President Biden will use a Wednesday night speech to describe the midterm elections as a choice between preserving democracy by voting for Democrats or putting it “at risk” by supporting Republicans, according to excerpts.

Biden’s appeal to voters will again ask them to recall last year’s Capitol riot — attempting to flip the focus from less favorable issues for Democrats, such as the economy.

“I ask you to think long and hard about the moment we are in. In a typical year, we are not often faced with the question of whether the vote we cast will preserve democracy or put it at risk. But we are this year,” Biden will say, according to a partial script released ahead of the event by the Democratic National Committee.

Biden, speaking at the Union Station rail center near the Capitol, will say that “this is the first national election since the events of January 6th, when an armed, angry mob stormed the US Capitol. I wish I could say the assault on our democracy ended that day. But I cannot.

“As I stand here today, there are candidates running for every level of office in America: for Governor, for Congress, for Attorney General, for Secretary of State who won’t commit to accepting the results of the elections they’re in,” Biden is prepared to say.

President Biden
Biden is expected to say that this year voters are faced with either preserving democracy or putting it at risk.
Oliver Contreras/Getty Images

“That is the path to chaos in America. It’s unprecedented. It’s unlawful. And, it is un-American. As I’ve said before, you can’t love your country only when you win.”

It’s unclear if Biden will cite by name any Republican office-seekers who allegedly aren’t planning to accept the results of the election — or if he will include Democrats in his rebuke of questioning the legitimacy of election results.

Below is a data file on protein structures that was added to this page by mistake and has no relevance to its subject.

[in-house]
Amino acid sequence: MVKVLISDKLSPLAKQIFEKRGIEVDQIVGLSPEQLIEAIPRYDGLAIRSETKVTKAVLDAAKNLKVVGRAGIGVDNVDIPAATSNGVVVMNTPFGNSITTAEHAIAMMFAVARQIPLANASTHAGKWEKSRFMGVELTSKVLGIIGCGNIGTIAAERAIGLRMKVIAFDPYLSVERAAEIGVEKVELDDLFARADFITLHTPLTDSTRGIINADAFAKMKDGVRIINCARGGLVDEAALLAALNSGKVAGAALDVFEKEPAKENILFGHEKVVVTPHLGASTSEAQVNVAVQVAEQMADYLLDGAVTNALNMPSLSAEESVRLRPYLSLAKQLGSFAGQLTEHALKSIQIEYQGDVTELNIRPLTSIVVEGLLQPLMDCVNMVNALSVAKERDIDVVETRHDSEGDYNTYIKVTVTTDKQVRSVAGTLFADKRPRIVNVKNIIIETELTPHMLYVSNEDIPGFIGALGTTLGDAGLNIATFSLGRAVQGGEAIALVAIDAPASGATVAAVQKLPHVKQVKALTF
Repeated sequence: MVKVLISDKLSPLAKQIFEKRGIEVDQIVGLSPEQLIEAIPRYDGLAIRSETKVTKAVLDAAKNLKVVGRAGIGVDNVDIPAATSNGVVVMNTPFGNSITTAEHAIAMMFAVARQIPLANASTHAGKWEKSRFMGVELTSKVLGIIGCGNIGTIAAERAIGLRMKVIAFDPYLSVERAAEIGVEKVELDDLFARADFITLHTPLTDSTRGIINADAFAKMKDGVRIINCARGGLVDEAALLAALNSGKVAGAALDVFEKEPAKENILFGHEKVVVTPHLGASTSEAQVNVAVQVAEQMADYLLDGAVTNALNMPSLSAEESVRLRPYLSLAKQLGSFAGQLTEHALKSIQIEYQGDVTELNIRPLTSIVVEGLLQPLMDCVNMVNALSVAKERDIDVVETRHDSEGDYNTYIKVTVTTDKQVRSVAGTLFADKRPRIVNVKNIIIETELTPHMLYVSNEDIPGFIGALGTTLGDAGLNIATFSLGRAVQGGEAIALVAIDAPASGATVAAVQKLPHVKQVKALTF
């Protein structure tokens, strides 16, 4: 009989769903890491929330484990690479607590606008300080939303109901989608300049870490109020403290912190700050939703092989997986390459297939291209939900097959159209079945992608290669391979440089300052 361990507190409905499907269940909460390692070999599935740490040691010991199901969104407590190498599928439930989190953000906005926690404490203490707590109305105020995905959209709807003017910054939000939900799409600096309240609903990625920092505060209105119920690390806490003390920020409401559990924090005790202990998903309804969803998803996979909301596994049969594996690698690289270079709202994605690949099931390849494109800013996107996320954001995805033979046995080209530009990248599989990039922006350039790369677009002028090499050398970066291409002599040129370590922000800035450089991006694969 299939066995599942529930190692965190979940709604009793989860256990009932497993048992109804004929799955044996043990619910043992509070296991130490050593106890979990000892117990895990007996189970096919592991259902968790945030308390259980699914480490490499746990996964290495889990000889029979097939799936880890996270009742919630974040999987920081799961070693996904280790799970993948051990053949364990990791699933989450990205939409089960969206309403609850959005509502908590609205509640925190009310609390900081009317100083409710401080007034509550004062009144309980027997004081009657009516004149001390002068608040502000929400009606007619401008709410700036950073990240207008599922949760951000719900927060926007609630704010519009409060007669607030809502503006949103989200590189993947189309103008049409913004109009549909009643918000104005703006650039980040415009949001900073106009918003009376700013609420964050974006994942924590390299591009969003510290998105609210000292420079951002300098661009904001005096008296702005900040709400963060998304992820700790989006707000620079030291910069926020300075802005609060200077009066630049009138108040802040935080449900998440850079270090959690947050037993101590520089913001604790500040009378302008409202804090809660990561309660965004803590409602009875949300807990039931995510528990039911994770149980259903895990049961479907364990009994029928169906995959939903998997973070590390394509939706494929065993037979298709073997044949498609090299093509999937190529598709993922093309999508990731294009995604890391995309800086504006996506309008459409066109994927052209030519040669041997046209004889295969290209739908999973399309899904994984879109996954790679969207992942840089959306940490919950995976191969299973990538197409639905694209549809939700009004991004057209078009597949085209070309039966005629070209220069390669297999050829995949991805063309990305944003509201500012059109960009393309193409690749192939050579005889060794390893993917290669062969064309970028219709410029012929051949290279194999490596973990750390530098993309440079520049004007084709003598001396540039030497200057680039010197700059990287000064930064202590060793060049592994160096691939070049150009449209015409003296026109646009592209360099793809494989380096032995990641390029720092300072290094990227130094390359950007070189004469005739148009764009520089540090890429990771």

Biden has repeatedly attempted to drum up support for Democrats by invoking the violent sack of the Capitol that interrupted certification of his Electoral College victory — including with a widely promoted Sept. 1 primetime speech in Philadelphia that was derailed by a vulgar heckler and criticized to a controversial backdrop of blood-red lighting and uniformed Marines.

Although many elected Republicans supported Trump-backed challenges to Biden electors from swing states on Jan. 6, those efforts were doomed to fail because Democrats held the House of Representatives at the time.

President Biden
The speech has Biden alleging that certain politicians are expected to not accept a loss if it happens.
Leah Millis/REUTERS

Democrats in Congress lodged their own objections to Republican swing-state electors in 2000, 2004 and 2016 when Democrats lost presidential elections. Among the objectors were Rep. Jamie Raskin (D-Md.), who went on to serve as chief impeachment manager in Trump’s 2021 Senate trial for allegedly inciting the riot.

In other instances Democrats refused to gracefully admit defeat. Democrats’ 2016 presidential nominee Hillary Clinton claimed that the contest was “stolen” and that Trump was an “illegitimate president.”

Biden’s current White House press secretary, Karine Jean-Pierre, has faced questions about her own election denialism, including her undeleted 2016 tweet bemoaning Clinton’s loss in a “stolen election” and her 2020 tweet telling followers that Gov. Brian Kemp (R-Ga.) “stole the gubernatorial election from Georgians and [Democratic candidate] Stacey Abrams.”

“That comparison that you made is just ridiculous,” Jean-Pierre insisted when asked about her tweets at a September press briefing, adding, “I’ve been clear about that. I have said President Trump won the election in 2016. And I’ve been clear about that.”

A CNN poll released Wednesday showed that 51% of likely voters said the economy and inflation were the most important issues in determining their vote, followed by abortion (15%) and “voting rights and election integrity” (9%).

An NPR/PBS/Marist College poll released Wednesday, however, found 36% of those who said they were definitely voting Nov. 8 listed inflation as their top issue, but 31% said “preserving democracy” was most important.

A Pew poll released Oct. 20 found that 79% of registered voters say that the economy is a very important issue — giving Republicans a 13% edge — but also that 70% said the future of US democracy was very important and gave Democrats a 6% edge.





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